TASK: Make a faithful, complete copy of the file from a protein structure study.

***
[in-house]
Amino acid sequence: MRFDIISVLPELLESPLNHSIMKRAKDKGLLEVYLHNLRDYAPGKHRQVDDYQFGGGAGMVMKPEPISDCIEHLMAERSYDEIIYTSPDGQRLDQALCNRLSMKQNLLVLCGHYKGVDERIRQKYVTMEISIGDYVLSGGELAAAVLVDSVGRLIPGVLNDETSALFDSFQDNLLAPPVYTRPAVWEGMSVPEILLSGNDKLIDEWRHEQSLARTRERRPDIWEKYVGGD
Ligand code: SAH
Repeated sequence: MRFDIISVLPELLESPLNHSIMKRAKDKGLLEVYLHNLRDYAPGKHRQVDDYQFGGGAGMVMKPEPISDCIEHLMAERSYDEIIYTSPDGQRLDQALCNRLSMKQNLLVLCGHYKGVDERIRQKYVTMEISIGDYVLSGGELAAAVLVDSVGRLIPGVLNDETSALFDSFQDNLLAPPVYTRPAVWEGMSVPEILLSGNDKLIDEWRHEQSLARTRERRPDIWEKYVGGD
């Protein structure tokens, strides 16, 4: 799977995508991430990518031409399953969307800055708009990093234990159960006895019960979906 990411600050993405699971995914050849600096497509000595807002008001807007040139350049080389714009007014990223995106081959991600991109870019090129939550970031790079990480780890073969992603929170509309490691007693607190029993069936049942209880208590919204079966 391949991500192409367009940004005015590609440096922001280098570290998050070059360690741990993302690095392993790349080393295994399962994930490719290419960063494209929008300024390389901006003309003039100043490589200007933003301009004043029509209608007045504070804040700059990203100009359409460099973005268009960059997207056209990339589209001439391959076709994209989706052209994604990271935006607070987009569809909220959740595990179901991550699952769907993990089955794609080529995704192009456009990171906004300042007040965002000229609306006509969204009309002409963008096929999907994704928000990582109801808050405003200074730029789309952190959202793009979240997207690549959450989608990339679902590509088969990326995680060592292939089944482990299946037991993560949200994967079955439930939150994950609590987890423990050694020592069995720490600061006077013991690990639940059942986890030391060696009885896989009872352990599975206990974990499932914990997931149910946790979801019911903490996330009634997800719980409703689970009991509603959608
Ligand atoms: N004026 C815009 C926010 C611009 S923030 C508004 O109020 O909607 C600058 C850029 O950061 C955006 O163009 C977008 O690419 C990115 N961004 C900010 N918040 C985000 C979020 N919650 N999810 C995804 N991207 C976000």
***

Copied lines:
[in-house]
Amino acid sequence: MRFDIISVLPELLESPLNHSIMKRAKDKGLLEVYLHNLRDYAPGKHRQVDDYQFGGGAGMVMKPEPISDCIEHLMAERSYDEIIYTSPDGQRLDQALCNRLSMKQNLLVLCGHYKGVDERIRQKYVTMEISIGDYVLSGGELAAAVLVDSVGRLIPGVLNDETSALFDSFQDNLLAPPVYTRPAVWEGMSVPEILLSGNDKLIDEWRHEQSLARTRERRPDIWEKYVGGD
Ligand code: SAH
Repeated sequence: MRFDIISVLPELLESPLNHSIMKRAKDKGLLEVYLHNLRDYAPGKHRQVDDYQFGGGAGMVMKPEPISDCIEHLMAERSYDEIIYTSPDGQRLDQALCNRLSMKQNLLVLCGHYKGVDERIRQKYVTMEISIGDYVLSGGELAAAVLVDSVGRLIPGVLNDETSALFDSFQDNLLAPPVYTRPAVWEGMSVPEILLSGNDKLIDEWRHEQSLARTRERRPDIWEKYVGGD
């Protein structure tokens, strides 16, 4: 799977995508991430990518031409399953969307800055708009990093234990159960006895019960979906 990411600050993405699971995914050849600096497509000595807002008001807007040139350049080389714009007014990223995106081959991600991109870019090129939550970031790079990480780890073969992603929170509309490691007693607190029993069936049942209880208590919204079966 391949991500192409367009940004005015590609440096922001280098570290998050070059360690741990993302690095392993790349080393295994399962994930490719290419960063494209929008300024390389901006003309003039100043490589200007933003301009004043029509209608007045504070804040700059990203100009359409460099973005268009960059997207056209990339589209001439391959076709994209989706052209994604990271935006607070987009569809909220959740595990179901991550699952769907993990089955794609080529995704192009456009990171906004300042007040965002000229609306006509969204009309002409963008096929999907994704928000990582109801808050405003200074730029789309952190959202793009979240997207690549959450989608990339679902590509088969990326995680060592292939089944482990299946037991993560949200994967079955439930939150994950609590987890423990050694020592069995720490600061006077013991690990639940059942986890030391060696009885896989009872352990599975206990974990499932914990997931149910946790979801019911903490996330009634997800719980409703689970009991509603959608
Ligand atoms: N004026 C815009 C926010 C611009 S923030 C508004 O109020 O909607 C600058 C850029 O950061 C955006 O163009 C977008 O690419 C990115 N961004 C900010 N918040 C985000 C979020 N919650 N999810 C995804 N991207 C976000």